by C.A. Baker
[The building known since 1990 as the Keeney Memorial Cultural Center was completed and opened in 1894 as the Center School – then renamed Governor Thomas Welles School in 1933. Following is the story of Governor Thomas Welles after his arrival in America – excerpted from “The Baker Family Tree”. The entire story is available online at http://bakerfamilytree.blogspot.com/2012/01/thomas-welles-1590-1660.html
Please click on photos to enlarge them]
Thomas Welles and his family set sail for America in the late summer of 1635 sometime after August 20th when he signed the deed transferring the ownership of his English property. The family no doubt arrived in the Boston area by mid-fall of the same year.
No known ship’s manifest survives that records their passage, however based on Welles’ financial position it is likely that his family, some of their servants (most of whom were likely indentured servants), and a large quantity of their household furnishings as well as food for the trip occupied a large portion of the ship.
It is also likely that Thomas Welles made arrangements before he left England for someone to meet him when they arrived and take the family and their possessions and servants to temporary housing.
The first colonial record of Thomas Welles in America was a listing that included his name as the head of a household in Newton (or “Newe Towne” and now Cambridge) Massachusetts dated February 1636. Thomas Welles probably joined the congregation of the First Parish Church in Newton then under the leadership of the Rev. Thomas Hooker almost immediately upon his arrival in America. It is not clear whether Welles had meet Thomas Hooker in England prior to Hooker’s departure to America in 1633 although he must have been aware of the notorious Thomas Hooker, who was a prominent spokesman for Puritanism in England and a target of William Laud’s. Hooker had escaped to Holland to avoid being arrested by the Anglican authorities prior to his leaving for America. Thomas Welles, himself a prominent Puritan back in England, was probably among old friends in Hooker’s Newton congregation.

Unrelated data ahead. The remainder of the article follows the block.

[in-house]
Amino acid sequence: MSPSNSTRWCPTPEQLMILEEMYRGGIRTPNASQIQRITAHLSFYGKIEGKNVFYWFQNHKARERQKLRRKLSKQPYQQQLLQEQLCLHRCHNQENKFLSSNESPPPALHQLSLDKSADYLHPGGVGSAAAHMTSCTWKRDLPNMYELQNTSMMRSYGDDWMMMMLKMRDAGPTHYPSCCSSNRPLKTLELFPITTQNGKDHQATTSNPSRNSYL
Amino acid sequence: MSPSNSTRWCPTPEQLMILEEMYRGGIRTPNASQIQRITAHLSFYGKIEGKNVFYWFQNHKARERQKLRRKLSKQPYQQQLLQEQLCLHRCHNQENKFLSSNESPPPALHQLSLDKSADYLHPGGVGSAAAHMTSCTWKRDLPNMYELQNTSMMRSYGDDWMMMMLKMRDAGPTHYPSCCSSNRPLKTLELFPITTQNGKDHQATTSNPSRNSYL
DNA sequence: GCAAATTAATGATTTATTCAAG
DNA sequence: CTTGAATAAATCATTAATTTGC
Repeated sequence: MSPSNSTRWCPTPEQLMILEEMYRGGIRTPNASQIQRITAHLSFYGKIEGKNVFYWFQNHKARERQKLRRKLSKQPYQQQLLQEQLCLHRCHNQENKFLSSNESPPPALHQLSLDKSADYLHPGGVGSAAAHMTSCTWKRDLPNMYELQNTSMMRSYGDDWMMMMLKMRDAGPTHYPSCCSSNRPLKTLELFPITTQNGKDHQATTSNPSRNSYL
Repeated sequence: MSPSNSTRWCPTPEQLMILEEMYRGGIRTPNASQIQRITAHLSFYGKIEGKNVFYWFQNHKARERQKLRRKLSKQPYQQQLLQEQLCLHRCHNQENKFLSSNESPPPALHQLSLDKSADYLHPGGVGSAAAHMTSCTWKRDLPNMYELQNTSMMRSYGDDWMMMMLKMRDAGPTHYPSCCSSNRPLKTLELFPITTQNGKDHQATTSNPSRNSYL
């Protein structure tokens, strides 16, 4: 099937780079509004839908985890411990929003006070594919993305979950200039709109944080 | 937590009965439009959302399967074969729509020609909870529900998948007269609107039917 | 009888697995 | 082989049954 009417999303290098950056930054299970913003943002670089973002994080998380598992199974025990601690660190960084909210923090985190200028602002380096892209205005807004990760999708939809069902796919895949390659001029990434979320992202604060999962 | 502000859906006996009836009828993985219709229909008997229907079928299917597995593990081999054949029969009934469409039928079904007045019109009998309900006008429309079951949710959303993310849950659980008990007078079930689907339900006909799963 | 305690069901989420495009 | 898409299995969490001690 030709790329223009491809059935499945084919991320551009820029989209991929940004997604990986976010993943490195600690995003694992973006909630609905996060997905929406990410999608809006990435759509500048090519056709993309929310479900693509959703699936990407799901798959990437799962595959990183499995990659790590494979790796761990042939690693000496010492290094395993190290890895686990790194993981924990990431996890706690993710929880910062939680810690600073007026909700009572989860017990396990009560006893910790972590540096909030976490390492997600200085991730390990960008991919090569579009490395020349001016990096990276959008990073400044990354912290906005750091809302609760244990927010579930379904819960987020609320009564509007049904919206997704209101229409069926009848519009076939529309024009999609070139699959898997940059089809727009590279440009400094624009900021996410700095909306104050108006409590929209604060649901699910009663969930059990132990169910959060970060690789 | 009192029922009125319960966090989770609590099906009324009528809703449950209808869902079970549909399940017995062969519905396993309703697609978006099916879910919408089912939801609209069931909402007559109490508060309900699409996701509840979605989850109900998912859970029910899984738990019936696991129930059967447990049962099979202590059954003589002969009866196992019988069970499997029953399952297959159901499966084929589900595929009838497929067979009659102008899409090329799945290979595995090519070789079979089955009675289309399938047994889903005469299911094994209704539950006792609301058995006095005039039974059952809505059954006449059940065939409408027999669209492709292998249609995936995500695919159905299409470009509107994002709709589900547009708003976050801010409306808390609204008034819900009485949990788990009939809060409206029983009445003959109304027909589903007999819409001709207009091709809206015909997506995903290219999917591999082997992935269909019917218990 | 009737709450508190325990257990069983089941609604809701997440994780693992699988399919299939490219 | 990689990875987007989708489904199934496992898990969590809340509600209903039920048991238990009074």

The Rev. Thomas Hooker was not happy with conditions in Newton, an opinion probably shared by many if not by most of the members of his congregation including Thomas Welles. The soil in the area was not good for farming nor were there large plots available for purchase in the rapidly growing community. Furthermore and more importantly, he found himself incompatible with the thinking of the other religious leaders in
Massachusetts particularly over the issue of their rigid requirements for joining the Church such that one had to be a “freeman” to be eligible for membership. The Reverent Hooker believed in universal suffrage meaning that membership in the church should not be limited to the select few in the community who were acceptable to the church leadership. By 1635, Thomas Hooker had determined that he must lead his congregation out of the Massachusetts Bay Colony to the new lands being settled along the great river in Connecticut.